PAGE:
Cultivating an Open Data and Civic Hacking Community

Cultivating an Open Data and Civic Hacking Community

Azavea believes in being a “good citizen” of the communities with which we are engaged – be that the flourishing civic technology community, open data and open source, or even our own Philadelphia neighborhood. Good citizens are active and engaged ones, and in our case that means supporting and organizing civic and community events.

Back in February, in addition to my attendance at the Sunlight Foundation’s Bicoastal Datafest, we were proud to host the TechCamp: Education opening event in our office. Organized by the U.S. State Department Civil Society 2.0 initiative, TechCamp brought together public, private, and charter school educators and technologists for a weekend of discussions and brainstorming about how to use technology and start tech-related projects to provide a better educational experience for students. Robert and I presented on open data and geospatial topics at the unconference. I enjoyed putting together my presentation on various spatial analysis techniques for an imagined site suitability analysis for placing a new charter school, but I enjoyed the rapid-fire “Speed Geeking” process even more! Azavea developers Adam Hinz, Bennet Huber, and our most recent hire Chris Brown contributed to – a site and API for Philadelphia School District budget data – at TechCamp’s co-located Code for Philly “EdTech” hackathon, held on International Open Data Day.

In March, several Azavea developers (Justin Walgran, David Zwarg, Kenny Shepard, Rob Emanuele, and Adam Hinz) went to Boston for the 2013 OSGeo Code Sprint, a week-long event for developers to contribute to the OSGeo suite of open source geospatial tools, including PostGIS, one of our old favorites that’s used in many Azavea projects. On the train ride back, Justin started a new PostGIS data import utility that aims to be easy-peasy: “ezpg.” Justin’s plans to expand ezpg in the future as an Azavea R&D project, making it a more versatile PostGIS import tool and developing a full-fledged package manager to “push” and “pull” open geospatial data to a public repository.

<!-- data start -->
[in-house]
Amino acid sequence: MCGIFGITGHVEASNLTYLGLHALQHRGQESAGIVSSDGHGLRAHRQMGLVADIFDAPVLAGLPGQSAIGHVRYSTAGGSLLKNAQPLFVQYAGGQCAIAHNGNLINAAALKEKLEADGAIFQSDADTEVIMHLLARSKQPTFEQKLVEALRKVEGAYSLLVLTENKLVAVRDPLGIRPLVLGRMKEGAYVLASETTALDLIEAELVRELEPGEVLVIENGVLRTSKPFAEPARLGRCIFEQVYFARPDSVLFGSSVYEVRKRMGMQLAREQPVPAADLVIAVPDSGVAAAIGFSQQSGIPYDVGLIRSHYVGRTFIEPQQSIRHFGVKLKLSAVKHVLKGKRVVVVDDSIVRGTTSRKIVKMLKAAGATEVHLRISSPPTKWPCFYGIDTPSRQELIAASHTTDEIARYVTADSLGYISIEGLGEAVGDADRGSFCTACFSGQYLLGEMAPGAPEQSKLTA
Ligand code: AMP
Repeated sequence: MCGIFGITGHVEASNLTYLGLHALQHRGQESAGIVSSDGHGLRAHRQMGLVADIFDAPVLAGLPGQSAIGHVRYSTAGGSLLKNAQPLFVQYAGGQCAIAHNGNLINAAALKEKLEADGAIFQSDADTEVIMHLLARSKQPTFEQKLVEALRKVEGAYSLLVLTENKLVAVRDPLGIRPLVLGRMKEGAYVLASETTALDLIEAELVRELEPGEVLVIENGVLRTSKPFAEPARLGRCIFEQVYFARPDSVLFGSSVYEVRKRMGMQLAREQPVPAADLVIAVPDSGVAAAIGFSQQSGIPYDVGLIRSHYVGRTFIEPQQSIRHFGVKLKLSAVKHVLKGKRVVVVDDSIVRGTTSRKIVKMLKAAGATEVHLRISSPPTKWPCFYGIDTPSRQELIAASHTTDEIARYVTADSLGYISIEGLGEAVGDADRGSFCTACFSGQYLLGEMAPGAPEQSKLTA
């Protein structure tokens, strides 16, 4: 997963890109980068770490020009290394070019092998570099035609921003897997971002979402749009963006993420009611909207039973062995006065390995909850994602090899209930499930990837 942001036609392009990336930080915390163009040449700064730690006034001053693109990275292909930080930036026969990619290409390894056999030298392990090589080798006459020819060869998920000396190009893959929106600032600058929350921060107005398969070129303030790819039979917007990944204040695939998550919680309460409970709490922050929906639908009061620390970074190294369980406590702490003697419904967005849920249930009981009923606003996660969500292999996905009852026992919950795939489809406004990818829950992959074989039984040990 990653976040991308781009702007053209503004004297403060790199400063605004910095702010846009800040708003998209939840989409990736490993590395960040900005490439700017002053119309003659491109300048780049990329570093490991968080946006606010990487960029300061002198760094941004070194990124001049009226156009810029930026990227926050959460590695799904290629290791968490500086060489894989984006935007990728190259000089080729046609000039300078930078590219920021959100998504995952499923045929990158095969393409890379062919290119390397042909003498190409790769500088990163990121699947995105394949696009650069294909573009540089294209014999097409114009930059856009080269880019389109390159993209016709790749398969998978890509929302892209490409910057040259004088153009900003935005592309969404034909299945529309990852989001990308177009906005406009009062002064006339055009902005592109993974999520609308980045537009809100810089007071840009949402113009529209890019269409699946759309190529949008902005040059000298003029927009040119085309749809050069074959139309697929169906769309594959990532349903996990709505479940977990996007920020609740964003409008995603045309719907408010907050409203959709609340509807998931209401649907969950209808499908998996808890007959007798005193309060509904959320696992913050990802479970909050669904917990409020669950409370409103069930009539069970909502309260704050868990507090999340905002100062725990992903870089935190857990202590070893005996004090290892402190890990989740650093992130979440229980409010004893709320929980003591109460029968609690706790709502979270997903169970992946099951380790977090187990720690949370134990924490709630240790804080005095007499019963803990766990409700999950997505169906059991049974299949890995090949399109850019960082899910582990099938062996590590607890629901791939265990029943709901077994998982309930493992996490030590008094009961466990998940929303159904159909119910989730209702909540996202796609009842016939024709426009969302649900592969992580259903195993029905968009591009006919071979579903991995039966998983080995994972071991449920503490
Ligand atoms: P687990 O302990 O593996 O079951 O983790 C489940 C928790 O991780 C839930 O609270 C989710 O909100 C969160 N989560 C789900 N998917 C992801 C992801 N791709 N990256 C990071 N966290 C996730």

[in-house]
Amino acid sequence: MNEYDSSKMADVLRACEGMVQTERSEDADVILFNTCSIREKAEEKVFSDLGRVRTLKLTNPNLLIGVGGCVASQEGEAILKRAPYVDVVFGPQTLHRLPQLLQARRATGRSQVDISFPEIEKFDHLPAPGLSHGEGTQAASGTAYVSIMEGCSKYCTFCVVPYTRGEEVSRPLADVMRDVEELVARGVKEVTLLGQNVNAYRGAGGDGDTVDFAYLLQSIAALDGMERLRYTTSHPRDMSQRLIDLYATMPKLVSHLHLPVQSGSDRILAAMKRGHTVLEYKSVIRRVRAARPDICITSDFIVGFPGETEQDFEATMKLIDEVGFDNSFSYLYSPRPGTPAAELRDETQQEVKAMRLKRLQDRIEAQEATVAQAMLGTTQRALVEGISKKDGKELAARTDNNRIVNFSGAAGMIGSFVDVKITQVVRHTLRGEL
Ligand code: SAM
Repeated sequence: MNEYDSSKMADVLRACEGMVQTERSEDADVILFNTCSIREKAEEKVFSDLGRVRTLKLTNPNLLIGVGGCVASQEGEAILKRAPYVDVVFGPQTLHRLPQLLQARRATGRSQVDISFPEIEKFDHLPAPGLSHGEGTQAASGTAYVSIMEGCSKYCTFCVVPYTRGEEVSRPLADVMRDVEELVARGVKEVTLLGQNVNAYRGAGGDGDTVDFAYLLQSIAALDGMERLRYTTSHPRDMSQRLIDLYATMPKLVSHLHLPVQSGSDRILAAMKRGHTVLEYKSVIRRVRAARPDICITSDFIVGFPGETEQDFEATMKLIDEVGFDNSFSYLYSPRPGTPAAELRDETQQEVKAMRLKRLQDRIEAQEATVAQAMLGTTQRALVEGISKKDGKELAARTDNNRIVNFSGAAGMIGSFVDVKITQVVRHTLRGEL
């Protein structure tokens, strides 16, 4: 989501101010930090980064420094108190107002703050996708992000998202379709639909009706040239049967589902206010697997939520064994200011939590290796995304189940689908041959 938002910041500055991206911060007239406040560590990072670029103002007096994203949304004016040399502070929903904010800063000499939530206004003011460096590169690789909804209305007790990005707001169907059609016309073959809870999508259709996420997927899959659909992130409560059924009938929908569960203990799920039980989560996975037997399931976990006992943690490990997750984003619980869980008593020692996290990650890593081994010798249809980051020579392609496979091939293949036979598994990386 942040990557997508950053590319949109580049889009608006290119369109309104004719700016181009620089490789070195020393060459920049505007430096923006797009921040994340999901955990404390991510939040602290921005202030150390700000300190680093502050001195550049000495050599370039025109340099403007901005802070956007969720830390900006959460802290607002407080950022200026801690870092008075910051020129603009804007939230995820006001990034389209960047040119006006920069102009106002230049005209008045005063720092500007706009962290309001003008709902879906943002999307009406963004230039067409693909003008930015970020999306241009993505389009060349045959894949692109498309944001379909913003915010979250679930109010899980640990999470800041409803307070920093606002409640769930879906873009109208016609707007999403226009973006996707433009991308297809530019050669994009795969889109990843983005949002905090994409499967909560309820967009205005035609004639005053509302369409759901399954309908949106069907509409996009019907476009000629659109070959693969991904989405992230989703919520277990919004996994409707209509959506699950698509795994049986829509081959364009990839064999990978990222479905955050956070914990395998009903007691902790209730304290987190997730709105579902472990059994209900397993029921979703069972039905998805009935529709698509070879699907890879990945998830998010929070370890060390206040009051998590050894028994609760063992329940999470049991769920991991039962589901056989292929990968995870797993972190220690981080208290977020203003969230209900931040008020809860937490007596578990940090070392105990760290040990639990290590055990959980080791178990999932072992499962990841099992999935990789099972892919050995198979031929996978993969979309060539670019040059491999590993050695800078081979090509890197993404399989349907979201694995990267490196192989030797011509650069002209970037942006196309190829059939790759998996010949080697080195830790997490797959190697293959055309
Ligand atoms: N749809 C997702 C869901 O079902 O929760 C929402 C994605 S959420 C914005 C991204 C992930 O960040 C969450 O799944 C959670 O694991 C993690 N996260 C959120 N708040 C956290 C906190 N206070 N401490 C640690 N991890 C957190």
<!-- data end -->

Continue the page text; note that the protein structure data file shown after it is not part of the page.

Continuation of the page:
The International Space Apps Challenge, which we organized locally, gathered over 50 software hackers and hardware tinkerers who contributed to some truly amazing final projects. The ISS Base Station and EarthKAM Explorer teams were nominated to go to the final round of international judging. As we found out just recently, ISS Base Station went on to become 1 of 5 global Space Apps Challenge winners (out of 134 total nominations), winning the “Best Use of Hardware” category. EarthKam Explorer also received an honorable mention in the “Best Use of Data” category. Congratulations Space Apps Philadelphians!

As if that wasn’t enough, this year’s TransparencyCamp in May was also an inspiring event. Robert, Sarah and I met folks from all over the civic technology and open government communities, and had some really thorough conversations that left me thinking about everything from data standards and what makes an informed voter, to open data in a Latin American context and planning high quality hackathons.

In several sessions at TCamp, we were introduced to the emerging conversation around open government data standards, like the Popolo Project and the Open Civic Data Divisions standard. With so many open data and open government efforts sprouting up in different areas, we think it’s important for all these tools and data to connect to each other. Data standards are a key part of that, so that conversation is something we’ll be following closely. Our over 6 years of experience harvesting data for our Cicero API gives us a fair bit of expertise to contribute to the conversation as well, and we’re hopeful someday Cicero could be an early adopter of new standards that emerge for elected officials and other election data worldwide.

Another innovative civic hackathon is coming up fast: The first-ever National Day of Civic Hacking on June 1st and 2nd! The event will be held in conjunction with Random Hacks of Kindness locally in Philadelphia, but events are taking place across the country. What’s Azavea’s role? While we’re not primary organizers this time, we’ve started talking or already committed to sponsoring our local Philadelphia event as well as events in Chicago and Western Massachusetts. We’re spreading our support for open data and civic hacking wide for this national-scale event – will you join us at your local event?